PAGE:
Florida Misdemeanor Crimes by Class and Sentences

In Florida, crimes are divided into misdemeanors and felonies. Misdemeanors are less serious crimes, punishable by up to one year in county jail and classified as misdemeanors of the first or second degree.

In Florida, crimes are divided into misdemeanors and felonies. Misdemeanors are less serious crimes, punishable by up to one year in county jail and classified as misdemeanors of the first or second degree. Felonies are more serious crimes, punishable by the death penalty or incarceration in a state prison. (Fla. Stat. §§ 775.08, 775.081 (2019).)

For more information on felonies in Florida, see Florida Felony Crimes by Class and Sentences.

Misdemeanors of the First Degree

First degree misdemeanors are the most serious misdemeanors in Florida, punishable by jail terms of up to one year and fines of up to $1,000. Theft of property valued at $100 or more, but less than $750, is an example of a misdemeanor of the first degree. (Fla. Stat. §§ 775.082, 775.083 (2019).)

Misdemeanors of the Second Degree

Misdemeanors of the second degree are the least serious misdemeanors in Florida, and a conviction can result in a jail term of up to 60 days and a fine of up to $500. If lawmakers fail to classify a misdemeanor, then it is punishable as a misdemeanor of the second degree. For example, prostitution is a misdemeanor of the second degree. (Fla. Stat. §§ 775.081, 775.082, 775.083 (2019).)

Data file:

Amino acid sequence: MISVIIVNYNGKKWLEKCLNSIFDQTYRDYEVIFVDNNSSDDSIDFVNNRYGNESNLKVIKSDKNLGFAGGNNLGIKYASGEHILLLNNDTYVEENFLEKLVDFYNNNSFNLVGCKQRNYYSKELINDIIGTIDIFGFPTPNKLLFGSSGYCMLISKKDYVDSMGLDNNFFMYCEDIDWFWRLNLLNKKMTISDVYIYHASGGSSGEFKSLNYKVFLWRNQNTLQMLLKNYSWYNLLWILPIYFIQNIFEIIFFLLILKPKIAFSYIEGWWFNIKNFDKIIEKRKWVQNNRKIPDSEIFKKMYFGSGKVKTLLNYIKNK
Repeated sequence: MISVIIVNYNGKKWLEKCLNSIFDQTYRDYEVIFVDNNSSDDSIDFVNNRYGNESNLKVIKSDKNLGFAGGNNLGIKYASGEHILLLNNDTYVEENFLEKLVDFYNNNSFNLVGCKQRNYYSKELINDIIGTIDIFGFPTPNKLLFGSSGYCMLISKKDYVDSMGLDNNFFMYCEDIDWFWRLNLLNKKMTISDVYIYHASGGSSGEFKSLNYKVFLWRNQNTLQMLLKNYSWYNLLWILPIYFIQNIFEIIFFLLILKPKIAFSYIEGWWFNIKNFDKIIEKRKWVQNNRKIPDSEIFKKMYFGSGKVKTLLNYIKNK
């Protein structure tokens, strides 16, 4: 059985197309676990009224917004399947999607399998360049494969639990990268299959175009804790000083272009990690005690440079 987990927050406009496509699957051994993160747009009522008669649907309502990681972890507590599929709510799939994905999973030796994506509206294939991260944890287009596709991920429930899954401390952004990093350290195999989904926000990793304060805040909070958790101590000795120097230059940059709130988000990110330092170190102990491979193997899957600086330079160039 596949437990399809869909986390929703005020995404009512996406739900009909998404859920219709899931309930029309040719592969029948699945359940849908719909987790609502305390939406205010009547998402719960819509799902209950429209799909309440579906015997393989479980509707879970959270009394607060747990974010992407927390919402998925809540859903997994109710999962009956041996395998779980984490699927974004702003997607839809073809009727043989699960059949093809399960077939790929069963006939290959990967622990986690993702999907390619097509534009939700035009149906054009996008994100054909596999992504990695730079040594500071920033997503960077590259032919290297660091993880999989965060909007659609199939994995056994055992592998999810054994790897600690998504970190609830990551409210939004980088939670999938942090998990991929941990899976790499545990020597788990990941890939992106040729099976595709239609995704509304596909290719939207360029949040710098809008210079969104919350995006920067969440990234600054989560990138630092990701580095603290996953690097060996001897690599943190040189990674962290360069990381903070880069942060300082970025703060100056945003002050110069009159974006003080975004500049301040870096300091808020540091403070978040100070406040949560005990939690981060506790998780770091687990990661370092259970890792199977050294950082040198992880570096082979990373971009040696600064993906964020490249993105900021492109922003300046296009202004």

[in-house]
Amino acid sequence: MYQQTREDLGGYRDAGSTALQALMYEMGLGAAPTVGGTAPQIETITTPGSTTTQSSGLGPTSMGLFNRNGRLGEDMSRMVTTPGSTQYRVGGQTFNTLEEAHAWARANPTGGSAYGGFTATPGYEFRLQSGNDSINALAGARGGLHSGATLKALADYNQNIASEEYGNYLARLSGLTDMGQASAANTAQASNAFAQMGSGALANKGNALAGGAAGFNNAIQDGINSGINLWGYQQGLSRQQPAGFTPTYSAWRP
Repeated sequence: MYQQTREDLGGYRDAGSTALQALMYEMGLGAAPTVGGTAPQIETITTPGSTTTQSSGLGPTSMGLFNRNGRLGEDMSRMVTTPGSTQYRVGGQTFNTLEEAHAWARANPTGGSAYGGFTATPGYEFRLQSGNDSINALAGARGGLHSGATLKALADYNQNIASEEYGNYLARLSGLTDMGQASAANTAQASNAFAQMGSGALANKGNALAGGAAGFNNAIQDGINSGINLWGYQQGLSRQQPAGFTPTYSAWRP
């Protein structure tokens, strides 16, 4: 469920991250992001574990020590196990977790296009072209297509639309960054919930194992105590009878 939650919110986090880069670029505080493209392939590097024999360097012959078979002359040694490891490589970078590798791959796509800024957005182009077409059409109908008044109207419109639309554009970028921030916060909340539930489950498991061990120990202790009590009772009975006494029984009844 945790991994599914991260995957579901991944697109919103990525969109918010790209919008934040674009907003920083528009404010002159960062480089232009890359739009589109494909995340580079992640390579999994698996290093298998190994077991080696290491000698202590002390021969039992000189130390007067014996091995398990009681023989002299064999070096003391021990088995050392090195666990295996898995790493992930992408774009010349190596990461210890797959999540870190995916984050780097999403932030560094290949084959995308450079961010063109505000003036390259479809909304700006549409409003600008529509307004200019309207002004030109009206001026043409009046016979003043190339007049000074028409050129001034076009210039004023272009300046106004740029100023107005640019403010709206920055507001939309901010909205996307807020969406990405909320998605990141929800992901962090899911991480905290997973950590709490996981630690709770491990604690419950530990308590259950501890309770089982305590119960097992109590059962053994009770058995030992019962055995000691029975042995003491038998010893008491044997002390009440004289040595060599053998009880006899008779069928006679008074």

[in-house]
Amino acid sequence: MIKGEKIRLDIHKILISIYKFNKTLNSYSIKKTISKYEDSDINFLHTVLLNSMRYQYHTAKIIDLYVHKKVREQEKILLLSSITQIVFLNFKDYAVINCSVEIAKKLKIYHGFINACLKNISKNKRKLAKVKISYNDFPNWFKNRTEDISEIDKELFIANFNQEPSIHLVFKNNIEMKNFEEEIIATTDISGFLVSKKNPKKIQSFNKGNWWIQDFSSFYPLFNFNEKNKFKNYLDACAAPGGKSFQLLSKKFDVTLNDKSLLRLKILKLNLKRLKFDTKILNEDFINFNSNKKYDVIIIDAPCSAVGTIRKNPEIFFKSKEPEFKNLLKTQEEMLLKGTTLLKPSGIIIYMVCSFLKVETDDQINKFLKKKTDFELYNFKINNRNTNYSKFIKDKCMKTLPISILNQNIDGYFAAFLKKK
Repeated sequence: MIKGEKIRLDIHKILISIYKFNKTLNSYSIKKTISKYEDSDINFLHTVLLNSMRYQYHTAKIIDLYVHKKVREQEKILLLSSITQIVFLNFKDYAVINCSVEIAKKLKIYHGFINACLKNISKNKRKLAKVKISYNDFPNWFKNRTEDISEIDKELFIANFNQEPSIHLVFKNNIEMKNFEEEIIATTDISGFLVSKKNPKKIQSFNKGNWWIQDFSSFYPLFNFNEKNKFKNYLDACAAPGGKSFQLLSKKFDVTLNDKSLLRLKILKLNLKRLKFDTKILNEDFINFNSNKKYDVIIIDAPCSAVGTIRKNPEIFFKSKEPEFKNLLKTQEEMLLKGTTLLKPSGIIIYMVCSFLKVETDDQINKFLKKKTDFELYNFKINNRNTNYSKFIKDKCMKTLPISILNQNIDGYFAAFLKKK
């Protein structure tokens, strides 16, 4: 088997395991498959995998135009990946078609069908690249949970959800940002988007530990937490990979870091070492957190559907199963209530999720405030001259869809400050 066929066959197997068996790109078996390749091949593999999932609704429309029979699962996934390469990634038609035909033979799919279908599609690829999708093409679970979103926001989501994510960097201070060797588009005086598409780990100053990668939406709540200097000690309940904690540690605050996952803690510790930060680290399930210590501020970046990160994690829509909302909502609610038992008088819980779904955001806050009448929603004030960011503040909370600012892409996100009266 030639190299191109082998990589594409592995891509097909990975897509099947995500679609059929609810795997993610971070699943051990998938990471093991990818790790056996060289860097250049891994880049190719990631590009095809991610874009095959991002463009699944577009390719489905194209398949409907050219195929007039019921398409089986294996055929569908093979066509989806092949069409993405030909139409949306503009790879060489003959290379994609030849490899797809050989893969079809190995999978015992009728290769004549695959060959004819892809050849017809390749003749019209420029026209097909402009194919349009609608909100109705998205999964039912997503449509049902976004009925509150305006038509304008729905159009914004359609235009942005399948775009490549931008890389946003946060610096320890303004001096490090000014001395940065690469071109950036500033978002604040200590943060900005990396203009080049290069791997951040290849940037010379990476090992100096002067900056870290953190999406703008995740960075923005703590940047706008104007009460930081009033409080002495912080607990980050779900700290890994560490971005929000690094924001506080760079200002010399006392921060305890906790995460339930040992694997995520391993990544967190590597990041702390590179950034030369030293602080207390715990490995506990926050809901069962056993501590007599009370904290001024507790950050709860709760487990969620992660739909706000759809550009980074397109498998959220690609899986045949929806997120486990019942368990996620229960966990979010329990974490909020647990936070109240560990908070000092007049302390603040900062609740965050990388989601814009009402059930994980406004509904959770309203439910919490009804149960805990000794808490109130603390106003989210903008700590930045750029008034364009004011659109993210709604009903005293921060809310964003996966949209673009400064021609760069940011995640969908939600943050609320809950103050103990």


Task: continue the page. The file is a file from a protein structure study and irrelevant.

Statutes of Limitations

For all misdemeanors in Florida, the state must begin criminal prosecution within a set period of time, called the statute of limitations, after which the defendant can have the case dismissed. The statute of limitations begins to “run” when the crime is committed. In Florida, misdemeanors of the first degree generally have a two-year statute of limitations, while misdemeanors of the second degree typically have a limitation period of one year. (Fla. Stat. § 775.15 (2019).)

Getting Legal Help

All criminal convictions can have severe consequences that can continue long after a defendant is released from jail or has paid a fine. Talking to a Florida criminal defense attorney about your case is the best way to learn about the possible consequences of a criminal conviction, what to expect in court, and how best to protect yourself. An attorney can help you navigate the criminal justice system and obtain the best outcome possible given your particular circumstances.

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